Over the Spring I discussed the NFL and NBA lockouts as well as talking about the NHL. This past weekend, the NCAA football season began, and my Michigan Wolverines were rained out, but took the first game. Not unusual given the ease of the early schedule for most universities. I don’t anticipate the Big Ten, the conference the Wolverines belong to, to perform well or go to any great bowl games, but it was nice to have that sense of normalcy.
For most sports fans here in
, minus baseball fans, Labour Day weekend is the bell tolling for the end of the sports fast. No longer do I have to subject myself to the only televised sport around, baseball. No longer do I have to feign interest in who has hit the most home runs or which conference did better in the All Star game to determine who will host the World Series. No longer do I have to sit through tedious golf highlights watching myself age for every second Tiger Woods gets mentioned. His reign of terror is over, let us all rejoice! America
Don’t get me wrong, I am a season ticket holder for the Washington Nationals, (and I renewed for next year, so if you’re in the area and need tickets, they are in the lower level and I have 4 seats), and I do watch their games when they are on. But truth be told, that is more of an investment than anything else. I also have season tickets to the Washington Capitals and Georgetown Hoyas, but the former are solely because I love the Caps, while the latter was just a really, really good deal. I do enjoy baseball, but nothing will ever replace football for me.
I look back to when I was a kid, and as most children, you want to spend time with your parents. My mom and I never, and still don’t, see eye-to-eye, on pretty much anything. But my father and I have always had similar interests. It is he that I credit for my current addiction to the NFL.
When the lockout was announced, some of you may recall my stalwart indignation at this fallacy on both sides. How could the owners be so greedy? How could the players be so greedy? Why were the fans going to be the ones holding their heads in sorrow once the season didn’t start? Of course, as many of you said then, I was crazy and there would be a season. As a hockey fan, part of me was rooting for the lockout just to see hockey get centre stage, but in all honesty, hockey is a niche and quite frankly, most sports fans don’t deserve to be a part of such an amazing experience.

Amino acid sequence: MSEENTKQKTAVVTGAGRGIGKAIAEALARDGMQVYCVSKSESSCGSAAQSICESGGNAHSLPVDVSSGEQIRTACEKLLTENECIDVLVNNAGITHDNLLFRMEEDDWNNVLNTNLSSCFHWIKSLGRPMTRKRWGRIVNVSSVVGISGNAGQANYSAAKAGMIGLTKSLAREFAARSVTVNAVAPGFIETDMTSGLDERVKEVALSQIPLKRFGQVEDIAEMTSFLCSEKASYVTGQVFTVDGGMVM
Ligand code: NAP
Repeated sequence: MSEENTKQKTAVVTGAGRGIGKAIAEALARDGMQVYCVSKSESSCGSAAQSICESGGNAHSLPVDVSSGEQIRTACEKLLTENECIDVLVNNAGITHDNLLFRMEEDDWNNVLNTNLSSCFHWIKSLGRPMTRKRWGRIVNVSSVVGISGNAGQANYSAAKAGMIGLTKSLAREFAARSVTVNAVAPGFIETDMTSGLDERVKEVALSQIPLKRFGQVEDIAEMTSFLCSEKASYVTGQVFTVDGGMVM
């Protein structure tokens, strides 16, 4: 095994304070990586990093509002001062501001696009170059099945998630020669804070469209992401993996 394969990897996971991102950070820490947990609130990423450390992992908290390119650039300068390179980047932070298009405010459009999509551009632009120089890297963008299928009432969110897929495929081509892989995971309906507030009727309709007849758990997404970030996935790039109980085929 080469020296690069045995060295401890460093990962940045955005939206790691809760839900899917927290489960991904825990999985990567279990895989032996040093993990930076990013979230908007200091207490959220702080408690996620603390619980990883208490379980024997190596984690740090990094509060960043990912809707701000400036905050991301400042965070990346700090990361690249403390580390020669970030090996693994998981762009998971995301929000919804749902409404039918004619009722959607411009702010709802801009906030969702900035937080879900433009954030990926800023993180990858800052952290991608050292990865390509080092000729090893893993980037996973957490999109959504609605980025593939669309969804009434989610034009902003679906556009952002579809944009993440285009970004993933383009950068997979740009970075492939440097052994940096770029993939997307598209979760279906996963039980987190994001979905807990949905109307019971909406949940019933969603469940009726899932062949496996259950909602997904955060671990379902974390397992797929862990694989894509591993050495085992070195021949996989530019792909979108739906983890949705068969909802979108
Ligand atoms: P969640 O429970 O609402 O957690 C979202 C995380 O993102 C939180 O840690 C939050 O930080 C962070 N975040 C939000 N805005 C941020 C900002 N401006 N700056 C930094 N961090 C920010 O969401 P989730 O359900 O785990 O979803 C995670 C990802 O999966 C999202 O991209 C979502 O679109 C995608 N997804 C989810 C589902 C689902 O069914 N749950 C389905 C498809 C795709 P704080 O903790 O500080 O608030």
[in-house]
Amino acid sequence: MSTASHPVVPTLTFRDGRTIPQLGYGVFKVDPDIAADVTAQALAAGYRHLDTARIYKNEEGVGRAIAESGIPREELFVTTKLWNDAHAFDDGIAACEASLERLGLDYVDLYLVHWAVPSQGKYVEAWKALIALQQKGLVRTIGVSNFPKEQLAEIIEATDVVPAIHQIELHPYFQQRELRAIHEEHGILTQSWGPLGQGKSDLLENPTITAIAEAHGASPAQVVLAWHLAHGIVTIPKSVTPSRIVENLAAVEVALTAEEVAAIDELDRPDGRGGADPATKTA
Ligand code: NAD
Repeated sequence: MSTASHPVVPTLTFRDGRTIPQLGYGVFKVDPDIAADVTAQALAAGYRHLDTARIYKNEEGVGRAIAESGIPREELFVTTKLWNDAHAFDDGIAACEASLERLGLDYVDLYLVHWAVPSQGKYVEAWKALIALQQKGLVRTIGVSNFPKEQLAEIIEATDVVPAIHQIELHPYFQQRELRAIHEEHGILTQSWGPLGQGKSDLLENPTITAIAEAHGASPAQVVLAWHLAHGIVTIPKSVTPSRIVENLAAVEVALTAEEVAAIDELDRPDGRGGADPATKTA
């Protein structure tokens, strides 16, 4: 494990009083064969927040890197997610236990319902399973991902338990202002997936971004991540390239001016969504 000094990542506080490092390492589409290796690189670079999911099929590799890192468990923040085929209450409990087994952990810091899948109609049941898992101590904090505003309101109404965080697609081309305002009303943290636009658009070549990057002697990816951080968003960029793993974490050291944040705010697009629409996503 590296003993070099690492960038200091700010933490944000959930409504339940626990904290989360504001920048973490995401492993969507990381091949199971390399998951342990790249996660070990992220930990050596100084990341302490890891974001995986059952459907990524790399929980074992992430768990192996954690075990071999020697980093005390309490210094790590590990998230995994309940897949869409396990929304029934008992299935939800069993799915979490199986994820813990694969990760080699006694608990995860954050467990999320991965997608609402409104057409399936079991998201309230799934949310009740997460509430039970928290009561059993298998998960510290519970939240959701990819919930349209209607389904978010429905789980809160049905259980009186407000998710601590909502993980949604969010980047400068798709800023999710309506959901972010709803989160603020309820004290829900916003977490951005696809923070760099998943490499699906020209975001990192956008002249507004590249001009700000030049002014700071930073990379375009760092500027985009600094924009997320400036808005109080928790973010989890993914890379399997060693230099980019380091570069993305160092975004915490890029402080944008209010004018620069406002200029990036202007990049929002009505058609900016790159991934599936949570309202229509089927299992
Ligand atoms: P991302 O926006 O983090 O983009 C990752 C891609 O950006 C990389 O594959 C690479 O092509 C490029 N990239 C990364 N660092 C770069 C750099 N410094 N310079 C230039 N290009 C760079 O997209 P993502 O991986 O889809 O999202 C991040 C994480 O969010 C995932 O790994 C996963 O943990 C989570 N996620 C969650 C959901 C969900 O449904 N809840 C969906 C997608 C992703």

I look back now and realise, I don’t think I would have done well this fall without football. My uncle was kind enough to get my tickets to opening weekend, so I’ll be dragging a cousin to the Giants/Redskins game this Sunday, though let me be clear, despite liking the Nationals and Capitals; I am a New York Giants fan through-and-through.
I was born and grew up there in
, and learned about father-daughter bonding through football. My fondest childhood memories are often centred around the sport. I remember watching Phil Simms lead the Giants over the Denver Broncos. I remember Scott Norwood’s wide right kick that granted us the Super Bowl twenty-five Lombardi trophy. I remember Leon Lett fumbling the football on the one-yard line. More recently, I remember having been laid off from a job and watching my ‘David’-like Giants beat the ‘Goliath’-like Patriots. I remember my parents going to great lengths to take me to games. I remember not missing a Giants/Redskins game in the span of six years before they moved it to the end of the season and Dad refused to sit in the freezing cold to watch our team clock the hapless Redskins. New York
While I realise how silly it seems, a Sunday in the Fall without football just seems wrong. And while the players, owners and others will quibble over who gets the biggest piece of a nine billion dollar pie, I’ll remember what it means to be a kid again, to be worry free and to watch a game that continues to evolve and capture the attention of a nation.